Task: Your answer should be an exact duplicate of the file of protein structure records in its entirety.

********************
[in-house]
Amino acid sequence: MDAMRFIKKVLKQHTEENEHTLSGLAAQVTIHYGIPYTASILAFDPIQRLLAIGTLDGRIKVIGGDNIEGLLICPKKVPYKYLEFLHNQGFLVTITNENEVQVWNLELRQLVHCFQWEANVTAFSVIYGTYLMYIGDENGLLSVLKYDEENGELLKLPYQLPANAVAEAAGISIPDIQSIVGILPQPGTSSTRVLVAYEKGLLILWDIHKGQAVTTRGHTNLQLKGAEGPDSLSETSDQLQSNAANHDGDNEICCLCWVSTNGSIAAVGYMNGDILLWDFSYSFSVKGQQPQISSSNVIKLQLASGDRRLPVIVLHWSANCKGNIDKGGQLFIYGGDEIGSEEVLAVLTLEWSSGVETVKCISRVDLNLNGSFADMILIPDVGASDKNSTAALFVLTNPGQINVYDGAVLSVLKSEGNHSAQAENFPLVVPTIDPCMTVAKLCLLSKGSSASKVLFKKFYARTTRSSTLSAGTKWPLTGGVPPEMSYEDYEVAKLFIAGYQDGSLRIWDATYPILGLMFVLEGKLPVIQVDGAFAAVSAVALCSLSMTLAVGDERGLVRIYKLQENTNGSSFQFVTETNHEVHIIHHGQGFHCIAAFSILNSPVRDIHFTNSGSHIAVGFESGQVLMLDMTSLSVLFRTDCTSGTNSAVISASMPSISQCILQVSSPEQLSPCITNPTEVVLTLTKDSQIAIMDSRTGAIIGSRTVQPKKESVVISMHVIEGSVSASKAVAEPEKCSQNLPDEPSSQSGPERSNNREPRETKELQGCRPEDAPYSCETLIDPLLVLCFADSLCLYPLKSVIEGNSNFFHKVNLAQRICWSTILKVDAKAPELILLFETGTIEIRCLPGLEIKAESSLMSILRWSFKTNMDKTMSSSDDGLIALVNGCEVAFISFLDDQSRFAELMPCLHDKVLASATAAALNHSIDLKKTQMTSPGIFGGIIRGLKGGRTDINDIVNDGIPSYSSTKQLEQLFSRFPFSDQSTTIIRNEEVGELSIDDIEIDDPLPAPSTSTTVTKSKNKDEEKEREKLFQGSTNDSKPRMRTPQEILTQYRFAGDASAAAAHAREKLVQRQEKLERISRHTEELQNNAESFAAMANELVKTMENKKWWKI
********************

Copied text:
[in-house]
Amino acid sequence: MDAMRFIKKVLKQHTEENEHTLSGLAAQVTIHYGIPYTASILAFDPIQRLLAIGTLDGRIKVIGGDNIEGLLICPKKVPYKYLEFLHNQGFLVTITNENEVQVWNLELRQLVHCFQWEANVTAFSVIYGTYLMYIGDENGLLSVLKYDEENGELLKLPYQLPANAVAEAAGISIPDIQSIVGILPQPGTSSTRVLVAYEKGLLILWDIHKGQAVTTRGHTNLQLKGAEGPDSLSETSDQLQSNAANHDGDNEICCLCWVSTNGSIAAVGYMNGDILLWDFSYSFSVKGQQPQISSSNVIKLQLASGDRRLPVIVLHWSANCKGNIDKGGQLFIYGGDEIGSEEVLAVLTLEWSSGVETVKCISRVDLNLNGSFADMILIPDVGASDKNSTAALFVLTNPGQINVYDGAVLSVLKSEGNHSAQAENFPLVVPTIDPCMTVAKLCLLSKGSSASKVLFKKFYARTTRSSTLSAGTKWPLTGGVPPEMSYEDYEVAKLFIAGYQDGSLRIWDATYPILGLMFVLEGKLPVIQVDGAFAAVSAVALCSLSMTLAVGDERGLVRIYKLQENTNGSSFQFVTETNHEVHIIHHGQGFHCIAAFSILNSPVRDIHFTNSGSHIAVGFESGQVLMLDMTSLSVLFRTDCTSGTNSAVISASMPSISQCILQVSSPEQLSPCITNPTEVVLTLTKDSQIAIMDSRTGAIIGSRTVQPKKESVVISMHVIEGSVSASKAVAEPEKCSQNLPDEPSSQSGPERSNNREPRETKELQGCRPEDAPYSCETLIDPLLVLCFADSLCLYPLKSVIEGNSNFFHKVNLAQRICWSTILKVDAKAPELILLFETGTIEIRCLPGLEIKAESSLMSILRWSFKTNMDKTMSSSDDGLIALVNGCEVAFISFLDDQSRFAELMPCLHDKVLASATAAALNHSIDLKKTQMTSPGIFGGIIRGLKGGRTDINDIVNDGIPSYSSTKQLEQLFSRFPFSDQSTTIIRNEEVGELSIDDIEIDDPLPAPSTSTTVTKSKNKDEEKEREKLFQGSTNDSKPRMRTPQEILTQYRFAGDASAAAAHAREKLVQRQEKLERISRHTEELQNNAESFAAMANELVKTMENKKWWKI